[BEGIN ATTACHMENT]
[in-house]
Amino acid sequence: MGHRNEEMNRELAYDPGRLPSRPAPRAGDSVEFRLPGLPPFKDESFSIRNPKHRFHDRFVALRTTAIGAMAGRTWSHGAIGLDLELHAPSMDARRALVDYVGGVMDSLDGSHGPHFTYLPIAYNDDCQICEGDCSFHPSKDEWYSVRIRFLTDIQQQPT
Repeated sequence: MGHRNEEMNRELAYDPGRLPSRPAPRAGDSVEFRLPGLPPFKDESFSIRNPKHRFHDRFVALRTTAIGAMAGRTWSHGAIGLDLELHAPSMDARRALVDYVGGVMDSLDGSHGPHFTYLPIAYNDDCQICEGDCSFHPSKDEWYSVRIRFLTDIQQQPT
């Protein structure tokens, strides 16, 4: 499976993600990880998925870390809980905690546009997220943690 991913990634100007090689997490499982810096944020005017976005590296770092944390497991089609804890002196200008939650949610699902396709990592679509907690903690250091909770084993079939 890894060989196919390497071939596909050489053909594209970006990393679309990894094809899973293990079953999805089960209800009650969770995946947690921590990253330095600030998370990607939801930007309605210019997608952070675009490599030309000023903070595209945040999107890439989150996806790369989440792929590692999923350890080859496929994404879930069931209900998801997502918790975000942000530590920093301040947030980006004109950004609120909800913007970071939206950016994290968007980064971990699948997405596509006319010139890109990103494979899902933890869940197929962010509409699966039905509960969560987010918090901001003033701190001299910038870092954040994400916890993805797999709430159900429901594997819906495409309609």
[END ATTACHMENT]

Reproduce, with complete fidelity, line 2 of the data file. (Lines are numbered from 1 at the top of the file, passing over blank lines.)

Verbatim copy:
Amino acid sequence: MGHRNEEMNRELAYDPGRLPSRPAPRAGDSVEFRLPGLPPFKDESFSIRNPKHRFHDRFVALRTTAIGAMAGRTWSHGAIGLDLELHAPSMDARRALVDYVGGVMDSLDGSHGPHFTYLPIAYNDDCQICEGDCSFHPSKDEWYSVRIRFLTDIQQQPT